It’s every young girl’s dream. And it goes something like this: Their eyes meet across a crowded room (or junior high dance floor) and for a moment, time stands still. Somehow they’re standing in front of each other (magnetic pull of young love) and the lights dim on the dance floor (cafeteria) and he slowly, every so slowly lowers his lips to hers. And WOW! The earth quakes. The sparks fly. Lips are a-tingle with happiness.
It’s every girl’s dream, and, yes, it was once mine too. Was that how my first kiss happened? Not even close. Not even in the right ballpark.
Mine went a little something like this: There was a loud basketball game. There was a boy I kind of liked. He asked me to go for a walk. My friends nudged each other and giggled while my anticipation skyrocketed. Finally. My first kiss was about to happen. I walked with him down a long hallway towards the back of the school where the nursery (yep, I said nursery) was located. I know. It’s weird that a school would have a nursery when I was in ninth grade, but I went to a Christian school that doubled as the church, and THAT’S a subject for a whole different blog.
So, there we were. We knew what was expected, and we didn’t wait long. Whoever wrote about first kisses and said it’s impossible for braces to get stuck together clearly wasn’t in that nursery at that moment in time. When our braces weren’t trying to permanently fuse our teeth together, he was cramming his tongue down my throat like my esophagus was the Promised Land. I tried not to gag.
I think he moaned, and I wasn’t certain if it was due to passion or pain. I had to wonder if his gums felt like they were being ripped to ribbons. I remember looking over his shoulder at the clock on the wall and wondering how much longer I had to endure his exploration. How much longer my gums could. Finally it was over.
When we walked back down the hallway hand in hand, I saw my friends slide into the bathroom, and I told Sir Tongues A Lot that I’d see him later. As soon as I pushed my way through the door, they practically tackled me for the exciting information. And I…cried. Yes indeedy. I cried. They thought he’d backed out at the last minute, and I assured them that he hadn’t. They probably would have understood my words better if I weren’t flushing my bleeding gums with water from the school sink.
I read recently a quote from Leonardo di Caprio about his first kiss, and it made me feel much better. He said, “The first kiss I had was the most disgusting thing in my life. The girl injected about a pound of saliva into my mouth, and when I walked away I had to spit it out.” I guess that puts a whole new spin on swapping spit.
So, my first kiss? Not all it was supposed to be. But then again, I lay the blame for my disappointment on Harlequin’s doorstep. How could a junior high school boy ever measure up to the heroes in romance books? And should they?
Should we ask girls to lower their expectations? I say, “Hell to the no!” Keep your expectations high. No matter when the kiss happens that curls your toes and has you yelling, “Eureka!” girls deserve THAT experience. I’ve told my daughters my first kiss story, and we all laugh, but I have ulterior motives. I admit it. I don’t want my daughters to settle. I want them to expect the fireworks and the tingly feelings and the excitement of first love. I also want them to know that there are many chances at happiness, and they’re expected to find them many times over.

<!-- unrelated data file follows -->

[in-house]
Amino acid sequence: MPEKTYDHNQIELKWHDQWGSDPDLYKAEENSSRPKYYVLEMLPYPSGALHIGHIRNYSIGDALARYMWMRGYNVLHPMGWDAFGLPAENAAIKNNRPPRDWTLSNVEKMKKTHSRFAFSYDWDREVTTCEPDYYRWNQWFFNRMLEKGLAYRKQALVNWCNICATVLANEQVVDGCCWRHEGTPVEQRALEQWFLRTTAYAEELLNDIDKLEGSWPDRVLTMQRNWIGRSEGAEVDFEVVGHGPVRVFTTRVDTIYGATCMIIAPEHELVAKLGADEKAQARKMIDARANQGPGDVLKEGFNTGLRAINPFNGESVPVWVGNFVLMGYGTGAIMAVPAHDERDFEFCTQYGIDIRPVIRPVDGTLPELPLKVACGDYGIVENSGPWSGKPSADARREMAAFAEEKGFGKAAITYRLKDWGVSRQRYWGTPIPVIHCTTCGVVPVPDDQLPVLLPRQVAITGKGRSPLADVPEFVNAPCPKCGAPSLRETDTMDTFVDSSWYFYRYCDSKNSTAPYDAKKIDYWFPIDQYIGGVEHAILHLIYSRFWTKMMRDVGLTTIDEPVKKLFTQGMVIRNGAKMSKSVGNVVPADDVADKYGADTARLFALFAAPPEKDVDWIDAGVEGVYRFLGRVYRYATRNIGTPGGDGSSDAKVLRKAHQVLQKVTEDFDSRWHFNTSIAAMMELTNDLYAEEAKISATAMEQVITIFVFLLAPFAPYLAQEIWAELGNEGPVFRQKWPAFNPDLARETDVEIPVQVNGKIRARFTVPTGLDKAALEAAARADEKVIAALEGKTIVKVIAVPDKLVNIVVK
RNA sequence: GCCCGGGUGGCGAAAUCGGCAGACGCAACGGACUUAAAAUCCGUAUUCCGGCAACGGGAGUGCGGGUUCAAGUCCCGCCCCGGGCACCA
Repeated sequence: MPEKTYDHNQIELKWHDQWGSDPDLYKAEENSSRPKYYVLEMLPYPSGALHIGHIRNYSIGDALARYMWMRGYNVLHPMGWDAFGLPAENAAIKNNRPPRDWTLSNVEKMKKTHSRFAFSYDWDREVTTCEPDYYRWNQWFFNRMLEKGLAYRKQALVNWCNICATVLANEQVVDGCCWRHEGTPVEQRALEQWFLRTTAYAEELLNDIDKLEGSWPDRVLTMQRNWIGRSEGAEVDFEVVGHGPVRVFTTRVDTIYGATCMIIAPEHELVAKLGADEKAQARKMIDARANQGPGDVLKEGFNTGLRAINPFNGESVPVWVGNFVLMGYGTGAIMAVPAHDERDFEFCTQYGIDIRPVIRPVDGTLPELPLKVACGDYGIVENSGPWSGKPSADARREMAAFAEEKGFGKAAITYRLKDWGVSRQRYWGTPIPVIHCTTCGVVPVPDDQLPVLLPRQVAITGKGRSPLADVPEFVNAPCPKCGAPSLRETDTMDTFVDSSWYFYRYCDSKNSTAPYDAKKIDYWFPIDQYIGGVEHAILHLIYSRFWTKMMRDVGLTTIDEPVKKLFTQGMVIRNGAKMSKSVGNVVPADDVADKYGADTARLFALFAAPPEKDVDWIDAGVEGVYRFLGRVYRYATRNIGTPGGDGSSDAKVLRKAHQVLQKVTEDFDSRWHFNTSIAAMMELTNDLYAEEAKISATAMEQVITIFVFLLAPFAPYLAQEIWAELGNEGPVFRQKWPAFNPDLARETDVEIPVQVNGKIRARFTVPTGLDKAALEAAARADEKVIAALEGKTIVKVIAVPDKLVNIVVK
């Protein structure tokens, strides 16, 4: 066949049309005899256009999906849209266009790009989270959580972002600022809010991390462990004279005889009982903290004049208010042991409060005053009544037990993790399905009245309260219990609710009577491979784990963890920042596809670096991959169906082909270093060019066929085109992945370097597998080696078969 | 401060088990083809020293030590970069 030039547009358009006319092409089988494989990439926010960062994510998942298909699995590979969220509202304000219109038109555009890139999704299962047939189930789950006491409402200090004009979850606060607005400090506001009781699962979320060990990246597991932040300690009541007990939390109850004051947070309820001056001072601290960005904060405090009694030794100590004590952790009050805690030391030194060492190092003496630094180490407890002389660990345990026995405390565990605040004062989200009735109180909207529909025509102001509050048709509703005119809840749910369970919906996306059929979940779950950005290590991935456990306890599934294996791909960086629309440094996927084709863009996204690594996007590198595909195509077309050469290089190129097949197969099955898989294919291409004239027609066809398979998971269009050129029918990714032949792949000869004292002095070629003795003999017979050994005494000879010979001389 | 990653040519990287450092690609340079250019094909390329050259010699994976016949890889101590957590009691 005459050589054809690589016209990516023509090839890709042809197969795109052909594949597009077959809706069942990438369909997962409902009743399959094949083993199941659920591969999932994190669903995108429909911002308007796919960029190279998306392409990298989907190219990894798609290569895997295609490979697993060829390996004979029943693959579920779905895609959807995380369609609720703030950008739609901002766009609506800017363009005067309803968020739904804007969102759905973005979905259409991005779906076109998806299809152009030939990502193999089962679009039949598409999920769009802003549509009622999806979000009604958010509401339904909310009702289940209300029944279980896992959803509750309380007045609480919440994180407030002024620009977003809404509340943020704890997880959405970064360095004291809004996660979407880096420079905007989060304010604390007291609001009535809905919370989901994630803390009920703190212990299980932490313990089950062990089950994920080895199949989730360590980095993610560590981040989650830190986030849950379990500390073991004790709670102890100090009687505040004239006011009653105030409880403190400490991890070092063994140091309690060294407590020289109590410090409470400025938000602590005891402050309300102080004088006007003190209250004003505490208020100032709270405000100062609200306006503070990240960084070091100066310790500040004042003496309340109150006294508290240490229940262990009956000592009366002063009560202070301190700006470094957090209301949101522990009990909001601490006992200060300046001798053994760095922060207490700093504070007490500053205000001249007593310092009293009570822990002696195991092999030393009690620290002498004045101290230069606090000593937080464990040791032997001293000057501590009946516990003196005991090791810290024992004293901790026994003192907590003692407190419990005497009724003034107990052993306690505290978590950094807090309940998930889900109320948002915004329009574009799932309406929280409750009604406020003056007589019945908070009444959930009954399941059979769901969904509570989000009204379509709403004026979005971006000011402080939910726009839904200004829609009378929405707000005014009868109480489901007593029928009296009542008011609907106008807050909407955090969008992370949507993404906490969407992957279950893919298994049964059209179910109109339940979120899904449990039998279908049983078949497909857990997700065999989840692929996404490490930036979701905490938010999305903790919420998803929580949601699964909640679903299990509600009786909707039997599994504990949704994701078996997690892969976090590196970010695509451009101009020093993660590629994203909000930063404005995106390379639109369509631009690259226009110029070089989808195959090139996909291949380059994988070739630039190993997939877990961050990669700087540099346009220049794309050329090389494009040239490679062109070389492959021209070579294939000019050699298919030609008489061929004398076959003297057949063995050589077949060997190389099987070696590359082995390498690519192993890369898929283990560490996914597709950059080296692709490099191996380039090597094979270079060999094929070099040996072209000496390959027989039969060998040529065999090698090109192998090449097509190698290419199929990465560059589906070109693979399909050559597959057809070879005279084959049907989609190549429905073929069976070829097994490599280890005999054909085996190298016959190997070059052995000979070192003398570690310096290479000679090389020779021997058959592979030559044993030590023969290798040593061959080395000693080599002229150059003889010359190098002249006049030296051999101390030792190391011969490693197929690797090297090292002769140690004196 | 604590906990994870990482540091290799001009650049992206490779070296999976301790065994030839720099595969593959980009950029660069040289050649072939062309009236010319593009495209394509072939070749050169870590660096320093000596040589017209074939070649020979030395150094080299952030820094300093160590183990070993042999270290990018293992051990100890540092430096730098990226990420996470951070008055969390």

I also like to tell my daughters the story of when their dad kissed me for the first time. It was many, many years after my braces had been removed, and it didn’t take place in a nursery. We had been friends for a while, and I had just about given up on the idea of moving along from the friendship zone. We were walking out of a bar at the end of the night, and he just grabbed my arm, spun me around and kissed me. And, yes, it lived up to all my expectations. My mouth hurt the next day, but for a far better reason. We kissed for hours on the side of the street in the pouring down rain. And I never wanted to stop.
My kids love to hear that story. Yesterday was our twelfth anniversary, and I still don’t get tired of kissing my husband.
I love to write about first kisses, and I especially love to write about teens falling in love because I remember it so clearly. Every feeling, every emotion was so close to the surface. Even now, it doesn’t take much to reach inside and pull them out. I’m afraid I’ve plagiarized my own experiences in my books far too many times to count, but I smile every time. I’ve relived my first kiss in my mind repeatedly and I have to smile at the girl I was then. I wish I could go back to that hallway that night. Not to stop a disastrous kiss. No. I’d pull her aside afterwards and give her a hug and tell her to never stop believing in love and happy endings. I’d tell her to keep her expectations high and that one day, years in her future, someone would live up to them.
I’d like to end with a more inspiring quote than our dear Leonardo’s. This one is by Emil Ludwig: “The decision to kiss for the first time is the most crucial in any love story. It changes the relationship of two people much more strongly than even the final surrender; because this kiss already has within it that surrender.”What do you recall of your first kiss? Was it during spin the bottle? At a football game? In your gameroom while your parents played cards upstairs with his parents? Tell me, tell me! Was it magic or mayhem?